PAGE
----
Adler’s Hardware celebrates its centennial


Adler’s Hardware has been a Providence fixture since 1919, when it was opened on Wickenden Street by Romanian immigrant Fred Adler. The store originally sold work clothes and World War I surplus goods, and Fred made some additional money by doing engraving work for Providence’s then-booming jewelry industry.

After World War II, Fred’s son Irving joined the family business, and it was around this time that Adler’s expanded the size of their store and added hardware to their inventory.

While Irving joined the family business, Fred’s other son, Carl, opened a clothing store on Westminster Street. When the building of I-95 went through that store’s lot, Carl joined his father and brother in running the Wickenden Street store. Irving managed the hardware department, while Carl was in charge of clothing and military surplus. In the 1970s, Irving and Carl oversaw a second expansion to the Adler’s building.

Today the store is run by cousins Harry and Marc Adler, who are Irving and Carl’s respective sons.

“Jewish Rhode Island” spoke with Marc about Adler’s Hardware and the challenges and rewards of running the family business.

JRI: Would you tell our readers a bit about yourself? How did you get involved in the family business?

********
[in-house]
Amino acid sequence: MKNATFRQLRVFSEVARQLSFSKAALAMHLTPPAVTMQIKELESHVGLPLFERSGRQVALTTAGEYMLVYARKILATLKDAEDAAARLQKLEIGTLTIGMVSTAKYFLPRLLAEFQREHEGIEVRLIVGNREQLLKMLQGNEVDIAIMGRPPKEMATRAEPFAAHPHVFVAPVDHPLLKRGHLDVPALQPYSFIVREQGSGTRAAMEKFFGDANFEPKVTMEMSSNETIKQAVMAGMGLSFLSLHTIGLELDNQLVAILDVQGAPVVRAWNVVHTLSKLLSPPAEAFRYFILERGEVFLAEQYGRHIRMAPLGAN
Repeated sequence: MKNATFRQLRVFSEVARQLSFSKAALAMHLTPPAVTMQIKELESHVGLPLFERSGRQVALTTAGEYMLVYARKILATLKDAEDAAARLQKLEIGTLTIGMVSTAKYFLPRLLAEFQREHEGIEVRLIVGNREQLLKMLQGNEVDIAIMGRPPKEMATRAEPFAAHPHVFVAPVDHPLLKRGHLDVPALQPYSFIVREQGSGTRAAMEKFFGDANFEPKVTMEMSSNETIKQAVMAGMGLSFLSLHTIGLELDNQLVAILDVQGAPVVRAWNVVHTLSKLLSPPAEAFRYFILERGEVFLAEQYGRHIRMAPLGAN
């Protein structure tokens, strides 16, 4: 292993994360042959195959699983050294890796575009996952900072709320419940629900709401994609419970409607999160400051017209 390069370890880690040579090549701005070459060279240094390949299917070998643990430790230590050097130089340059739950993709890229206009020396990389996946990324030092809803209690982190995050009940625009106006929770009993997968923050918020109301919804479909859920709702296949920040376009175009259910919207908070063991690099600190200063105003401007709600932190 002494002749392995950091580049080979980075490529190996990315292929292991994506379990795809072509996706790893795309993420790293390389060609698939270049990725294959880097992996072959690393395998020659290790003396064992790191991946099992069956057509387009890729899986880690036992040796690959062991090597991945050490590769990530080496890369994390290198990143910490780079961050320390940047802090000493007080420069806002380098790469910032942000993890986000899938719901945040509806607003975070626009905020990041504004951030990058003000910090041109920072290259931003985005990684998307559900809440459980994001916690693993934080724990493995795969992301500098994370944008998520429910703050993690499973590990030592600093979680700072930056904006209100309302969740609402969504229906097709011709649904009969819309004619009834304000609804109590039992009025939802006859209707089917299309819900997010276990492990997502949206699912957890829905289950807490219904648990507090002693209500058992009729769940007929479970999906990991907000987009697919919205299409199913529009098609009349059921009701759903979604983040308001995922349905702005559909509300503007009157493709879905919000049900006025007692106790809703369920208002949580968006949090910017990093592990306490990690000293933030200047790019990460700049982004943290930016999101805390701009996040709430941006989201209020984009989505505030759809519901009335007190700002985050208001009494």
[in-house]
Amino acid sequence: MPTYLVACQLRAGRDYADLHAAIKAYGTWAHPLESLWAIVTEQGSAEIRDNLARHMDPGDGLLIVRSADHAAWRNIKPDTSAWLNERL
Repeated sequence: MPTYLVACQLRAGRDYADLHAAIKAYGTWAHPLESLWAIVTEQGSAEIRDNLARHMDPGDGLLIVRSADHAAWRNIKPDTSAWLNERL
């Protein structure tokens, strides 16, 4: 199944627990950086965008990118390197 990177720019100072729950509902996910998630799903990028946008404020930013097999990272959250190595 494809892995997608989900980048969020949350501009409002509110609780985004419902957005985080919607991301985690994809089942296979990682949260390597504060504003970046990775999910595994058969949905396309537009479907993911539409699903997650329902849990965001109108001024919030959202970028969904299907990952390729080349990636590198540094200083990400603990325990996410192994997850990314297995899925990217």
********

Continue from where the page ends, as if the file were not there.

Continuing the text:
MA:  I’m a CPA by training. I worked for Manufacturers Hanover Bank in Manhattan, and a paper distributor in Chicago. I came back to Providence because I decided I wanted to work for myself.

JRI: How have you seen your business change over the years?

MA: Probably the biggest change was when Home Depot came to town. It was like a vacuum cleaner. They sucked up business from all kinds of stores.

JRI: How have you survived?

MA: We’ve gone into niches,
like high-end decorative hardware, window treatments, wallpaper, fabric, paint, so we don’t compete directly with the big boxes. Internet competition has been our biggest challenge.

JRI: That’s been a challenge for a lot of small businesses. What do you find most rewarding about your work?

MA: Really, it’s the people that you meet. You meet such a diverse population, and 99 percent of them are friendly and very appreciative of your service. We have excellent employees. Most have been with us for many years, and it’s a pleasure to spend the day with them, including my wife and my cousin!

JRI: What will happen when you and Harry retire? Is there a new generation ready to take over?

MA: No new generation will be taking over. We plan to eventually sell the business, but intend to continue as long as our health is good, and we’re able to manage the business.

JRI: Is there anything else you’d like to tell our readers?

MA: We’ve been here 100 years, and I feel that we’ve been Jewish representatives to the community. Over the years we’ve run the business with a high level of integrity, honesty, customer service, and, at times, humor. I feel we’ve done an excellent job as representatives of the Jewish people.

MICHAEL SCHEMAILLE ( writes for Jewish Rhode Island and the Jewish Alliance of Greater Rhode Island.